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Getting consulting positions

#1 Getting consulting positions
29/07/2010 16:12

aspiring consultant

Hi all. I was wondering would anyone have any thoughts on this. I work for a on-the -way-out bank basically in business lending. I did a business masters last year from a university with a great reputation with the intention of starting a career in consulting. I've been trying for close on 12 months to find a consulting job with no luck, not even an interview. I read profiles of consultants on company websites and I'm pretty sick of reading about social studies or geography students who "fell into" great jobs in consulting, yet I have solid business experience with bachelors and masters degrees in business, and a well rounded individual to boot. So whats the story, is anyone else on these message boards looking to get into consulting but having no luck? And do me a favour, if you're going to rant about "why would you want to get into consulting" etc etc, spare me. Just looking for some positive feedback & opinions. Cheers all.

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#2 RE: Getting consulting positions
29/07/2010 16:27

Cynic to aspiring consultant (#1)

Yes, I see those kind of profiles and it makes me wince too. People with degrees in subjects like Modern Languages that then end up working in the financial services division of some large PLC consultancy despite probably not even having the analytical skills to produce a pie chart. Not that I've got anything about Modern Languages (it was just an example), but you don't see mathematicians and business studies graduates 'falling into' jobs as translators, so it seems strange that people with limited analytical qualifications end up 'falling into' analytical roles.

Anyhow, to answer your question: These are tough times and many companies just aren't hiring (despite all their phoney activity on recruitment boards and at shows). Plus, there are too many people in this country chasing too few jobs. There was a discussion on LBC this morning arguing that you may as well leave school at 16 these days, because whether you're a high-school dropout or a PhD, you'll probably end up in more or less the same job eventually anyway.

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#3 RE: Getting consulting positions
29/07/2010 16:37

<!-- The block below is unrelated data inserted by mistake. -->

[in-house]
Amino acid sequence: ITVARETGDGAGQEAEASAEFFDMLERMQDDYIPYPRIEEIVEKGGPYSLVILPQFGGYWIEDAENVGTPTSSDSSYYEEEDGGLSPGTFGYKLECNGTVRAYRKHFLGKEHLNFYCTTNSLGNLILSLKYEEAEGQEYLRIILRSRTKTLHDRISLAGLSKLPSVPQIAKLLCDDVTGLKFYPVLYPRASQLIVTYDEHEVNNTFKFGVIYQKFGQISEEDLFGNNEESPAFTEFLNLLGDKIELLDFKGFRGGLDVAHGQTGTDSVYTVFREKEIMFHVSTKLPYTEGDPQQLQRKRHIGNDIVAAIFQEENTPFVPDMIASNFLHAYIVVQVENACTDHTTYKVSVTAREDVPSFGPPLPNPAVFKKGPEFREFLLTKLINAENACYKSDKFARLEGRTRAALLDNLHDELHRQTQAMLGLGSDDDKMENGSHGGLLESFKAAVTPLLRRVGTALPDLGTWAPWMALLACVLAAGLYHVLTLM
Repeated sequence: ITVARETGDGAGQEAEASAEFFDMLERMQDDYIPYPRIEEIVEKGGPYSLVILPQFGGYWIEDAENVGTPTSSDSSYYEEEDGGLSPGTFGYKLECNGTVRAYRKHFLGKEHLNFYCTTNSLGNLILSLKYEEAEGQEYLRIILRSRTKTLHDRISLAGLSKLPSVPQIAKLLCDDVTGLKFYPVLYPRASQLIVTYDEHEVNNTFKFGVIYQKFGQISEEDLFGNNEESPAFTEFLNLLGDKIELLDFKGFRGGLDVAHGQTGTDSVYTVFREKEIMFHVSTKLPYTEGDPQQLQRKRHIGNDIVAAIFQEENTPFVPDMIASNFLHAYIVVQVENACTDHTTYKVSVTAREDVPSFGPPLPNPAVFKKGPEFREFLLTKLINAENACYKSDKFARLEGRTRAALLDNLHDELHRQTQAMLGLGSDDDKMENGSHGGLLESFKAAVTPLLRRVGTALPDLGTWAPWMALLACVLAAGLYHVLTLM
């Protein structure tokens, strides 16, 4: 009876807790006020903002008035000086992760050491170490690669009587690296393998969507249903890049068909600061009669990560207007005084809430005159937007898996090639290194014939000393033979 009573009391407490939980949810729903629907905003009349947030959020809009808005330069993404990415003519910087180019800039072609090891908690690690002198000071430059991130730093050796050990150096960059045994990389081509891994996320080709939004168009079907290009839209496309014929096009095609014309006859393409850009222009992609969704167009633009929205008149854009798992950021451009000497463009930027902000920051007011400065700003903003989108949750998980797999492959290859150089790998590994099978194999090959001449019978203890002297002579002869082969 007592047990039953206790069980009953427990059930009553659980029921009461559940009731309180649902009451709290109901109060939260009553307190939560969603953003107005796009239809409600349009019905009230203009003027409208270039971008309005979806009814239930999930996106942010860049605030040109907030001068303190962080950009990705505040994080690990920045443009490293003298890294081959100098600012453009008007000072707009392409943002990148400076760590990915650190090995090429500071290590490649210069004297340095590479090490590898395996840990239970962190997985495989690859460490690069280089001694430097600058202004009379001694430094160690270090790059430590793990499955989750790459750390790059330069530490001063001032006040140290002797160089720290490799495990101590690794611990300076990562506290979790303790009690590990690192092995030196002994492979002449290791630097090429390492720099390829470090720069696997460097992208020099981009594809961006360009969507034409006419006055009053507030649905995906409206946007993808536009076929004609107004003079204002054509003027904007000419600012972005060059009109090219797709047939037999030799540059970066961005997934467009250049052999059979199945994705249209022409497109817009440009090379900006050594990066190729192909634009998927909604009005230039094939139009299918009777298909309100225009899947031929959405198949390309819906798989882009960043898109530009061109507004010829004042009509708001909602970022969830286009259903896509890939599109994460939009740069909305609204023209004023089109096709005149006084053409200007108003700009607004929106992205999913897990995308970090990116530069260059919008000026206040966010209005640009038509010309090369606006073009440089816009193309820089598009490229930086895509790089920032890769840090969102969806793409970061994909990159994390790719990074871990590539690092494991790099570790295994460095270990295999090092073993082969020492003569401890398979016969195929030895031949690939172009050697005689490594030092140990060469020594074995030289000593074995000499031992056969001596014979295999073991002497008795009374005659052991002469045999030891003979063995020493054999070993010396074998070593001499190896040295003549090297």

baykus to aspiring consultant (#1)

I must admit I'm a bit surprised to read this. The consulting market has recovered strongly and pretty much everyone is hiring. Accenture is back to large new joiner groups pretty much on a monthly basis. You really should be at least getting interviews.

Are you applying for graduate positions? What Uni / grade? Maybe you're not presenting your background well in your CV.

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#4 RE: Getting consulting positions
29/07/2010 17:46

Mars A Day to aspiring consultant (#1)

Without knowing more about what you actually do we can only make generic statements. That said, if you have struggled through 12 months without success that tells me either you simply wont make it for whatever reason we cannot ascertain without more detail, or you simply are not presenting yourself in the right way. Consultancy as an industry is certainly hiring, although it has been intensely localised and specific through much of the last 12 - 18 months. As a rising tide floats all boats your chances may now be much improved, but will still be hampered both by whatever you have been doing wrong, and of course in direct correlation to just how widely saturated the market is with your CV.

First question I would be asking is if you are any good, why are you stuck in an 'on the way out bank'? Put bluntly when the bank gets flushed it will take everything and everyone down with it, so you should have been looking for an exit - ANY exit - prior to now. This makes me question your judgement. An extension of this makes me wonder just how many firms have you sent your CV to? Think of it like a bank account - each time you send your CV to a firm it depletes your account of cache in your CV. Send out too many and it becomes of questionable value. You are no longer presenting the company with a window of opportunity to hire you, if you like. And yes I know my metaphors are all over the place, its Thursday afternoon and I'm shattered.